They are driven without respect for the lives they are changing… “Boy Kings,” or Big Tech Tyrants, are considered the most powerful individuals in the world. They’re the autocratic aristocrats who run the tech giants in Silicon Valley, and if the labels are accurate, they suggest these social platform operators have gained a non-elected (or, should we say, a self-elected) authoritarian power. They wield it with more effectiveness and precision than any sitting government or military strategist. Big Tech Tyrants boast riches beyond emperors of old but act like juveniles who don’t want to grow up. They are modern-day robber barons. Big Tech Tyrants don’t know the meaning of privacy, when it comes to you. They try to make you believe they will give their products away for free as a service to society, when really, they are vacuuming your personal data. They use this data to discover your deepest secrets. Are you or your partner trying to get pregnant? Are you underwater financially? Are you having an extramarital affair? Do you have a tidy nest egg? Are you a Trump supporter? Are you a Bernie Sanders follower? Are you a Scientologist, Mormon, Christian, or Buddhist? Your personal data is extremely valuable to them—and they use it—and abuse. These tyrants knowingly addict users to make more money. Not only that, they also consider themselves the most enlightened the world has ever seen—so they know what’s best for you to see—from the news and information you read to the political candidates they think you should vote for. They censor news and only let you see what they want you to see. This is an eye-opening must read for anyone living in the twenty-first century!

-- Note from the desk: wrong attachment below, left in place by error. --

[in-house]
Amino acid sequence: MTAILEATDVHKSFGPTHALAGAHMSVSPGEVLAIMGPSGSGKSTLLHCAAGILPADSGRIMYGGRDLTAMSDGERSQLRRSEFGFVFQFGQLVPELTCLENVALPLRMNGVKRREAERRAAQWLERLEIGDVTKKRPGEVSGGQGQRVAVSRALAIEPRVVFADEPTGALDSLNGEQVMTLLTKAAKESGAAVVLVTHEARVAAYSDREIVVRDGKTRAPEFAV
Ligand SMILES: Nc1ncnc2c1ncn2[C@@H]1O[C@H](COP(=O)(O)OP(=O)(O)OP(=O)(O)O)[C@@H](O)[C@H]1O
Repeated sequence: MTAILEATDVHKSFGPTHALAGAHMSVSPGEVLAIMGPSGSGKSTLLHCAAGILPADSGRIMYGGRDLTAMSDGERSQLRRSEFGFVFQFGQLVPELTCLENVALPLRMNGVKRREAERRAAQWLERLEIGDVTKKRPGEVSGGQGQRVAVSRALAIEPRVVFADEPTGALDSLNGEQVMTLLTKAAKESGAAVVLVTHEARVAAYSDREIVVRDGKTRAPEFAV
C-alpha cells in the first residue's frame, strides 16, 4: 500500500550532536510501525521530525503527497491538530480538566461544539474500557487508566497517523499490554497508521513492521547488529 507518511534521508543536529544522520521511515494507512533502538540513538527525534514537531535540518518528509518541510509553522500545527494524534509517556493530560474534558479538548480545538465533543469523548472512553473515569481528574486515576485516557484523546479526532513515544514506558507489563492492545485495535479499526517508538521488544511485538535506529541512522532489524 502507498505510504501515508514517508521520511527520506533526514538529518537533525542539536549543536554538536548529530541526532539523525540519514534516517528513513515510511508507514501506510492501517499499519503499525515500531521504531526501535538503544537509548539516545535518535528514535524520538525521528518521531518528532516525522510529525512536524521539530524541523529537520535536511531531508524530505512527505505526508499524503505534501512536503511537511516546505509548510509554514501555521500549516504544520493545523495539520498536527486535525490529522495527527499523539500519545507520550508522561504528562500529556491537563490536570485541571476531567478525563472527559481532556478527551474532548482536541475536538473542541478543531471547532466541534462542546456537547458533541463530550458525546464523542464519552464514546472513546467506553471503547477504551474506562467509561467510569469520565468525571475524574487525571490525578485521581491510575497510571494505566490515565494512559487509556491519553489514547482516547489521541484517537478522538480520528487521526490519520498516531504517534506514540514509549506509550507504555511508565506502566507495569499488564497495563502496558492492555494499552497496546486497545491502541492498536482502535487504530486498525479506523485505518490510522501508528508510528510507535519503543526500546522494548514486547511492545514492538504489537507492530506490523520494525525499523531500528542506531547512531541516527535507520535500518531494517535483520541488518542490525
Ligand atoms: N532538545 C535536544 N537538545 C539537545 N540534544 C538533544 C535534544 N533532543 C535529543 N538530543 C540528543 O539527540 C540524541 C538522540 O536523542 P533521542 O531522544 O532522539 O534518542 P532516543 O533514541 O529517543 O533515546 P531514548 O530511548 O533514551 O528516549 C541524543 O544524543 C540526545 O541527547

This book explores the increasingly broad terrain of drugs in American society with an emphasis on politics. It begins with the War on Drugs initiated by President Richard Nixon in the early 1970s and extends to the current day with the vast power of the pharmaceutical industry (Big Pharma), expansion of global criminal syndicates, militarization of the drug war, and struggles between states and federal government over the legalization of marijuana. From the beginning, the drug war produced increasing authoritarian tendencies in American politics, visible not only in swollen national bureaucracies and burgeoning police functions, but in the rise of the largest prison-industrial complex in the world, a surveillance state, and the weakening of personal privacy and freedoms. At the same time, the legal drug system with some of the most profitable business operations anywhere has expanded to create a huge medical edifice, affecting the delivery of health care, development of modern psychology, evolution of the treatment industry, and many other areas of contemporary life, including the world of sports and recreation. Although prohibitionism remains very much alive, targeting a wide range of illicit drugs, today it is the hundreds of widely-marketed chemical substances sold by Big Pharma that result in some of the most serious health problems affecting society. This book explores the long historical trajectory of both the War on Drugs and the growth of Big Pharma, focusing on social outcomes and political consequences in the US and beyond.